Dual city winner to showjumping star

Dual city winner to Showjumping star

He was the wonder from Down Under who competed in World Cup Showjumping events, formerly known as the dual city winning racehorse Man From Oz.

In the decade after he retired from racing, the son of General Nediym was an accomplished Showjumping performer.

His stellar post-race career came after the one-time middle-distance galloper last competed in August 2012.

At his final outing, he was 10th of 14 in a 1350m C6 event at Doomben under the guidance of late trainer Kelso Wood.

Man From Oz was a rising five-year-old when Queensland Off-The-Track coach Chloe Hughes purchased him for $500 in 2012.

A winner from 1350m to 1800m, Ms Hughes appreciated his staying ability, amazing work ethic and that he was the only horse she knew that “smiled”.

Her knowledge of Man From Oz, stemmed back to her time alongside the breaker who worked with the galloper.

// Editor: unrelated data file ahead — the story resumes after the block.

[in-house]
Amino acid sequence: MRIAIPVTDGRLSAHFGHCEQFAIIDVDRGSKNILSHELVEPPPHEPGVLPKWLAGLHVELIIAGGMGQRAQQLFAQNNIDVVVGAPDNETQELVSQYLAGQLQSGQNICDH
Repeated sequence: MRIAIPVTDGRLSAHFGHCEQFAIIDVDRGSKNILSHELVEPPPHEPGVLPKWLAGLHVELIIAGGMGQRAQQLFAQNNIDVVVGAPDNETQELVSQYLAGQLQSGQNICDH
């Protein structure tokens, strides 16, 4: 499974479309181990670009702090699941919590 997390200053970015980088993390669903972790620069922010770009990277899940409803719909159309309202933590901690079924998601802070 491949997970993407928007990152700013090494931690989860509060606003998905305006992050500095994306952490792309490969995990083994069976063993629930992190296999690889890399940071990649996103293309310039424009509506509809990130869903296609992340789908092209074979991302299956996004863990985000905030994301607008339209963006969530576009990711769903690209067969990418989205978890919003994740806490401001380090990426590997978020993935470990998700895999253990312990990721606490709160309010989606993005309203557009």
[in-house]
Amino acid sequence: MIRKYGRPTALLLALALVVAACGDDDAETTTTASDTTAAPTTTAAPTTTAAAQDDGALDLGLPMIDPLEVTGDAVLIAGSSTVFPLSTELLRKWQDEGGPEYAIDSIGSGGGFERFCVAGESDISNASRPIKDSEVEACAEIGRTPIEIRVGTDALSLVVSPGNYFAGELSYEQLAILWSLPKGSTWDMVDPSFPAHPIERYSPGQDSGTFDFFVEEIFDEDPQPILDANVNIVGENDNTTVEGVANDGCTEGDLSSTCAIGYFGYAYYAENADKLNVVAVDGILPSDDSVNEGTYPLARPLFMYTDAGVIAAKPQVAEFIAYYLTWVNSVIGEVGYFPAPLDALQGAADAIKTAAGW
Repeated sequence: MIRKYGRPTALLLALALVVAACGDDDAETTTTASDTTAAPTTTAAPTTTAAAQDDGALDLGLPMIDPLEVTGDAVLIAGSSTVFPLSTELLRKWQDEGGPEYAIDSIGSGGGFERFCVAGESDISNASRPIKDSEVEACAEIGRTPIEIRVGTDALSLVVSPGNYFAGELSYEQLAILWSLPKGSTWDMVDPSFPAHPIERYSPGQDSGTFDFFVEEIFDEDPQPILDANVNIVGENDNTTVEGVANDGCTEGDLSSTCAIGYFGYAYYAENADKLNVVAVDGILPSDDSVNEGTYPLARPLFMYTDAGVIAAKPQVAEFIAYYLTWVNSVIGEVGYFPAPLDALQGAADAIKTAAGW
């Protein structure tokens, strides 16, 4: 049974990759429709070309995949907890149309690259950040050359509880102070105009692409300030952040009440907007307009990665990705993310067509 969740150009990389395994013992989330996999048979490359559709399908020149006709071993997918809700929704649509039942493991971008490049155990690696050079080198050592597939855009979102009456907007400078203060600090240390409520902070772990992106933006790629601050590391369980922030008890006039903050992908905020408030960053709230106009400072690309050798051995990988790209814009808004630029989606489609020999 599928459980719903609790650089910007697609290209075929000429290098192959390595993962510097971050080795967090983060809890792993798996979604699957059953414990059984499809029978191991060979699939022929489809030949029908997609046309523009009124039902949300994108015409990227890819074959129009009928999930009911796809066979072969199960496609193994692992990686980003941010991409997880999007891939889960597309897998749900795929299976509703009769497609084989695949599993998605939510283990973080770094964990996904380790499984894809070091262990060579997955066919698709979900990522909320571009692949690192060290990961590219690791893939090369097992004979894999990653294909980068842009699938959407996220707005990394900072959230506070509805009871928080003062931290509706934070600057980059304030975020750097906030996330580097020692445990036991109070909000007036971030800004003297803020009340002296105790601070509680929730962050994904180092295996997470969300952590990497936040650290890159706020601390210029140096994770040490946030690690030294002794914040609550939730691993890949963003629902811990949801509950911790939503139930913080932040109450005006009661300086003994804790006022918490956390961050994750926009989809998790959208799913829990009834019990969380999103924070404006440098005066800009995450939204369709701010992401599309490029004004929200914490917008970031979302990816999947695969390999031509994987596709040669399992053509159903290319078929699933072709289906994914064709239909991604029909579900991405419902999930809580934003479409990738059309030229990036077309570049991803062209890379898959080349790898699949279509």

She also rode him at the breakers and in his pre-training days.

He was a striking-looking type and even as a green horse he had great canter which was “consistent” and “adjustable”, she said.

“However, he could be tricky as he was quite a naughty colt,” Ms Hughes said with a smile.

“So, the riders often felt they had the short straw if they had to ride him because he was so sharp and quirky.”


A year after Chloe bought Man From Oz, he was bought by fellow showjumper Tyrone Latham in 2013 although she remained his rider.

She was most proud of the fact, that she trained the ‘quirky’ horse to World Cup Showjumping class from scratch and to be highly competitive against so many purpose-bred Warmbloods.

It is a testament to how versatile and affordable OTT thoroughbreds can be compared to the number of zeros that usually accompany a Warmblood’s purchase price, she said.

“They are really useful and affordable horses,” Ms Hughes said.

Sadly, for Chloe, Man From Oz died in April, aged 14.

“I found him in the paddock and the vet thinks he may have had a heart attack,” she said.  

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